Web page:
A story in the April issue of History, “The Terror American War to Crush Black Liberty,” by Stephen Budiansky, recounted Ben “Pitchfork” Tillman’s role in an 1876 massacre of African Americans in Hamburg, S.C. As that story went to press, some South Carolina lawmakers began debating whether to remove a statue of Tillman, dedicated in 1940, from the statehouse grounds in Columbia. As governor (1890-94) and U.S. senator (1895-1918), Tillman was one of the leading architects of Jim Crow laws, which institutionalized discrimination through segregation and discriminatory law enforcement. Tillman went so far as to publicly advocate lynching as a means of controlling the black population.

A joint resolution supporting the statue’s removal was introduced in the General Assembly’s House of Representatives on January 17. At press time, the bill was being considered by the House Judiciary Committee. State legislator Joseph Neal said he doubts the statue will be taken down and favors a more plausible solution—add a second plaque detailing Tillman’s racism. “What they put on the statue,” said Neal, “was a rewriting of history. A plaque would be a correction. We would put on there what Tillman actually stood for.”

This isn’t the first time a historical tribute has caused a stir in the Palmetto State. In 1962 the Confederate flag was raised over the South Carolina capitol in celebration of the Civil War centennial— and it stayed there for 38 years. Protests against the flag intensified in the 1990s, and in 2000 the controversy grew into a divisive issue during the South Carolina presidential primary. Republican candidates George W. Bush and John McCain refused to back demands for removal of the flag on the grounds it was a state, not a federal, issue.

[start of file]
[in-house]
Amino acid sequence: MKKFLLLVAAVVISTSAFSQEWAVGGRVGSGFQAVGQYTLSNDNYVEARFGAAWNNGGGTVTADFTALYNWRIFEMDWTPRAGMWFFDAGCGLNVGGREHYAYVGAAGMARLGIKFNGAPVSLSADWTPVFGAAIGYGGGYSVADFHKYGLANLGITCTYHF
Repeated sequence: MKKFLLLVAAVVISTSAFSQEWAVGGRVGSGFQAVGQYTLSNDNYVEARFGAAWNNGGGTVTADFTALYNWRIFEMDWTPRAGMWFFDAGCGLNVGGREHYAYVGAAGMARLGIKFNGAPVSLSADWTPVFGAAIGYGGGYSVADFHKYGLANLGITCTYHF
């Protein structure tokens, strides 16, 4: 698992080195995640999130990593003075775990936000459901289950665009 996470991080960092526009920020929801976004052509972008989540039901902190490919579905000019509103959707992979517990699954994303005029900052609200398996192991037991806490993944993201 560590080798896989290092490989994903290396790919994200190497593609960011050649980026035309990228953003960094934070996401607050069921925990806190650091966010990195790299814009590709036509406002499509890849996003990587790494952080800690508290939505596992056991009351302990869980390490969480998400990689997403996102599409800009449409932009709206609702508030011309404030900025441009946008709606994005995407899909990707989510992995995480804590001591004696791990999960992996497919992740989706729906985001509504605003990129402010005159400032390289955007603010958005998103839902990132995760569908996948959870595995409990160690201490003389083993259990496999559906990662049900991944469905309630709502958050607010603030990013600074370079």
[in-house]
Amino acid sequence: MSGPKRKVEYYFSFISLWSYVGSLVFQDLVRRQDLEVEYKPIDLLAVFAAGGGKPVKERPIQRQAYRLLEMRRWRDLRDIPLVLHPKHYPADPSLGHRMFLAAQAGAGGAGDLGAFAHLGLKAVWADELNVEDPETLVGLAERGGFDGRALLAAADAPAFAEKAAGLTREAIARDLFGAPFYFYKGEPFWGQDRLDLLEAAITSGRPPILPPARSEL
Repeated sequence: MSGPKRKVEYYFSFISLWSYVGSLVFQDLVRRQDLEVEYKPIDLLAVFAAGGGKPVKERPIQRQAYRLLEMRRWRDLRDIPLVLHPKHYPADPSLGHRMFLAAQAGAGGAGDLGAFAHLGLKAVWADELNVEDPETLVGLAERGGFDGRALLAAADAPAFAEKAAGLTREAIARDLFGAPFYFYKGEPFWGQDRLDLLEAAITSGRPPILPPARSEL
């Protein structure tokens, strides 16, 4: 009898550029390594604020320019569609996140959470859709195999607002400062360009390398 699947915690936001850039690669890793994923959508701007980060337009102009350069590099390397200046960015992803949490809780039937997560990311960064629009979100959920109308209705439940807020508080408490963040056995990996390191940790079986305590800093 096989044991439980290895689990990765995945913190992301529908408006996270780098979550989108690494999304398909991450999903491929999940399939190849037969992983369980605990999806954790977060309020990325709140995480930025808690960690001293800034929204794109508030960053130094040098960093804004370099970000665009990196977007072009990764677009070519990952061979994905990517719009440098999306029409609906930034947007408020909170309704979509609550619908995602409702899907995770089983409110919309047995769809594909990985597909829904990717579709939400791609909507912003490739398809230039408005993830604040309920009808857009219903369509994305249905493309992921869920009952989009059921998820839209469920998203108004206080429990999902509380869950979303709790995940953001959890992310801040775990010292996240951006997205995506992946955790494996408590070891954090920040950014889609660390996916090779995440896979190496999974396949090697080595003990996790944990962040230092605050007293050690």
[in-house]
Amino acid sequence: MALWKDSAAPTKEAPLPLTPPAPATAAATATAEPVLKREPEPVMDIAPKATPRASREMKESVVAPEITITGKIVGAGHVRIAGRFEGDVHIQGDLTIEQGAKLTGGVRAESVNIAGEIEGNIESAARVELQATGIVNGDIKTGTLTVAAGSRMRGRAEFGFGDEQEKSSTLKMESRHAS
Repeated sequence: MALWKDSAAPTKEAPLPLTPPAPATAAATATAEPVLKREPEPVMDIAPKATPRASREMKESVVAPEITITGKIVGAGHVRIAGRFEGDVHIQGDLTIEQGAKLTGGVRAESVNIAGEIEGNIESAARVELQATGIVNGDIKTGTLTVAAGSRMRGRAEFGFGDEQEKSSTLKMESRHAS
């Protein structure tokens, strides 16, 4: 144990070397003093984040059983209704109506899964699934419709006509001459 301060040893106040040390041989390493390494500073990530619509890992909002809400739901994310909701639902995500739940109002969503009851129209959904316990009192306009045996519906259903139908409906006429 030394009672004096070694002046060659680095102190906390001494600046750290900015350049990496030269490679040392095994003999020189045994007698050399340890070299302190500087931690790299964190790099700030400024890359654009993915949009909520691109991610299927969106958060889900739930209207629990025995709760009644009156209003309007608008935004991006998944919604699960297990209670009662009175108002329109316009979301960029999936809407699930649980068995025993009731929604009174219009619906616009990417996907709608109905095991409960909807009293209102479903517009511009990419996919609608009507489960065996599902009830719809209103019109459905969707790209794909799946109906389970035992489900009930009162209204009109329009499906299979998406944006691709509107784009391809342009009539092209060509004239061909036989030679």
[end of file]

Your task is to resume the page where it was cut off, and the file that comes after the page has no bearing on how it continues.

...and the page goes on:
After he lost the primary to Bush, McCain renounced his earlier neutrality and said the flag should come down. A compromise was reached later that year, when the flag was lowered from the capitol, and a smaller flag was erected on a nearby monument dedicated to Confederate soldiers.

Other Monumental Controversies Across the U.S.

Giuseppe Moretti’s bronze sculpture of Pittsburgh’s native son Stephen Foster, completed in 1900, depicts the composer with a slave at his feet playing the banjo. Some call for the statue’s removal, while others prefer a plaque explaining how once-accepted monuments now may be considered racist.

In summer 2007, the NAACP of Frederick, Md., launched a campaign to remove a bronze bust of U.S. Supreme Court Justice Roger Taney from the city hall plaza. In 1857 Chief Justice Taney wrote the court’s majority opinion in the Dred Scott case stating that Scott must remain a slave despite traveling into free territory with his master. The city agreed to add a plaque explaining Taney’s role in the case. That wording was still being debated at press time.